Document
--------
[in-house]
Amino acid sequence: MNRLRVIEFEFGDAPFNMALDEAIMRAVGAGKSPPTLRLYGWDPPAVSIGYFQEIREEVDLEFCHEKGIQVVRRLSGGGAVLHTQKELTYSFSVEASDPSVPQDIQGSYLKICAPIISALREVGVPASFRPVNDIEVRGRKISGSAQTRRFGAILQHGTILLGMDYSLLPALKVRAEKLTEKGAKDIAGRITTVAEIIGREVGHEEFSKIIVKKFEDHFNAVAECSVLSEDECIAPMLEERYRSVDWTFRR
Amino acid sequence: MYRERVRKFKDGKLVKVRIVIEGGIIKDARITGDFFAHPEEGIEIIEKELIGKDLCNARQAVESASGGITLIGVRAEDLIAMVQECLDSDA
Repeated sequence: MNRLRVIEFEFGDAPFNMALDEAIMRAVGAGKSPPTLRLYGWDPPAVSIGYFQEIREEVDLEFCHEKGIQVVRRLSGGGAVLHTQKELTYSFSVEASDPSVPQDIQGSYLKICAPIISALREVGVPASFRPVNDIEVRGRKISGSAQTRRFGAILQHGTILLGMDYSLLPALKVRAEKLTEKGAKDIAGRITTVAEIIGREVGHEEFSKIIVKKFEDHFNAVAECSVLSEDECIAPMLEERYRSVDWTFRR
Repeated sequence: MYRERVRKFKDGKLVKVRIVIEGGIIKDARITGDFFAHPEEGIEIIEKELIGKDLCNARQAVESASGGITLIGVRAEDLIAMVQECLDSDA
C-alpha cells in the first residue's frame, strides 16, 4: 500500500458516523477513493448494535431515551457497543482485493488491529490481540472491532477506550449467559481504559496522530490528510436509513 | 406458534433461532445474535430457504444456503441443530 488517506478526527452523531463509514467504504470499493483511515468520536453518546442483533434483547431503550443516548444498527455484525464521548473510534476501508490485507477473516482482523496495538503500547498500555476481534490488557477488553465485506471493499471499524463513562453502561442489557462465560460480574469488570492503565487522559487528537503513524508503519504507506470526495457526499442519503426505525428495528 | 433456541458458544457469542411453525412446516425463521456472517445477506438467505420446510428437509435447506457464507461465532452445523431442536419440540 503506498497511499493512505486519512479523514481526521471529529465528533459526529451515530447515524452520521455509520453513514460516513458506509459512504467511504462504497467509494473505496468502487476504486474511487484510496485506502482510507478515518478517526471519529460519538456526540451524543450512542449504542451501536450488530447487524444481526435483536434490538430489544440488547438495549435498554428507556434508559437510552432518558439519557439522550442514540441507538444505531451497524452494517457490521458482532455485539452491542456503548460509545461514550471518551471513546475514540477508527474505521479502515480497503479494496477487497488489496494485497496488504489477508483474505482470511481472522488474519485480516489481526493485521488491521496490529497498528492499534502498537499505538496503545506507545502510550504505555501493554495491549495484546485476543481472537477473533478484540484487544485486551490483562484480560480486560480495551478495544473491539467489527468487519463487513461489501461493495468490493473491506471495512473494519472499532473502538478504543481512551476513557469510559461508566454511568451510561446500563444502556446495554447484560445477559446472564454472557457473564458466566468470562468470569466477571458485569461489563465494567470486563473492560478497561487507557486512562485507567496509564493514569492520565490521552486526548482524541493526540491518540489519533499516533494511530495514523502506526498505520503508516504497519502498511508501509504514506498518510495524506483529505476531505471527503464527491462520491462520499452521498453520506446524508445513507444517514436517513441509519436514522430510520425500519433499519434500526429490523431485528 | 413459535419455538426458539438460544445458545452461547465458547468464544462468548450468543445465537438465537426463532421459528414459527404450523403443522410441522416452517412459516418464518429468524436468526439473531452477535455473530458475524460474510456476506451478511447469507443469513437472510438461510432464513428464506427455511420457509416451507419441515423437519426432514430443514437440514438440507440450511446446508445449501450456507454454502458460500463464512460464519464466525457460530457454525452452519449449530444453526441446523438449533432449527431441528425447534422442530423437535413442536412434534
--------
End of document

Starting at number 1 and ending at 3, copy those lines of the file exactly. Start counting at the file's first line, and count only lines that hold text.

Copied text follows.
[in-house]
Amino acid sequence: MNRLRVIEFEFGDAPFNMALDEAIMRAVGAGKSPPTLRLYGWDPPAVSIGYFQEIREEVDLEFCHEKGIQVVRRLSGGGAVLHTQKELTYSFSVEASDPSVPQDIQGSYLKICAPIISALREVGVPASFRPVNDIEVRGRKISGSAQTRRFGAILQHGTILLGMDYSLLPALKVRAEKLTEKGAKDIAGRITTVAEIIGREVGHEEFSKIIVKKFEDHFNAVAECSVLSEDECIAPMLEERYRSVDWTFRR
Amino acid sequence: MYRERVRKFKDGKLVKVRIVIEGGIIKDARITGDFFAHPEEGIEIIEKELIGKDLCNARQAVESASGGITLIGVRAEDLIAMVQECLDSDA